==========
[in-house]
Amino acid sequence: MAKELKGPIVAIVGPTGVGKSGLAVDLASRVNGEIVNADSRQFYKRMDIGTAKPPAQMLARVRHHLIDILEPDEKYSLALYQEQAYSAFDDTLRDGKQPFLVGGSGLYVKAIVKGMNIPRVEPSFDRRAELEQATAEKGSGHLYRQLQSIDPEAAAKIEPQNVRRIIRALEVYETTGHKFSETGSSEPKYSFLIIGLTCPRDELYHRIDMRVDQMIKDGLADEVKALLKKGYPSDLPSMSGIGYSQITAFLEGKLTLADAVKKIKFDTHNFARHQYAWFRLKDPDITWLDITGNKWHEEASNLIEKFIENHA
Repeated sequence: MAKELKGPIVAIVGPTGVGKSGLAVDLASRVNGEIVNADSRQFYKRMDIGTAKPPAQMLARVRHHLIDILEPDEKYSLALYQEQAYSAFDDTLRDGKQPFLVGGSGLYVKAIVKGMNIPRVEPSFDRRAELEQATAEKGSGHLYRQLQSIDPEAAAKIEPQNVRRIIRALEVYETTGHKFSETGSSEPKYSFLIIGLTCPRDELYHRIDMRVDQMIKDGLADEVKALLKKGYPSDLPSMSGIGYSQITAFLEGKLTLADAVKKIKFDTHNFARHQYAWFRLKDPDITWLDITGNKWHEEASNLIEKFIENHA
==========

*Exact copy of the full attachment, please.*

[in-house]
Amino acid sequence: MAKELKGPIVAIVGPTGVGKSGLAVDLASRVNGEIVNADSRQFYKRMDIGTAKPPAQMLARVRHHLIDILEPDEKYSLALYQEQAYSAFDDTLRDGKQPFLVGGSGLYVKAIVKGMNIPRVEPSFDRRAELEQATAEKGSGHLYRQLQSIDPEAAAKIEPQNVRRIIRALEVYETTGHKFSETGSSEPKYSFLIIGLTCPRDELYHRIDMRVDQMIKDGLADEVKALLKKGYPSDLPSMSGIGYSQITAFLEGKLTLADAVKKIKFDTHNFARHQYAWFRLKDPDITWLDITGNKWHEEASNLIEKFIENHA
Repeated sequence: MAKELKGPIVAIVGPTGVGKSGLAVDLASRVNGEIVNADSRQFYKRMDIGTAKPPAQMLARVRHHLIDILEPDEKYSLALYQEQAYSAFDDTLRDGKQPFLVGGSGLYVKAIVKGMNIPRVEPSFDRRAELEQATAEKGSGHLYRQLQSIDPEAAAKIEPQNVRRIIRALEVYETTGHKFSETGSSEPKYSFLIIGLTCPRDELYHRIDMRVDQMIKDGLADEVKALLKKGYPSDLPSMSGIGYSQITAFLEGKLTLADAVKKIKFDTHNFARHQYAWFRLKDPDITWLDITGNKWHEEASNLIEKFIENHA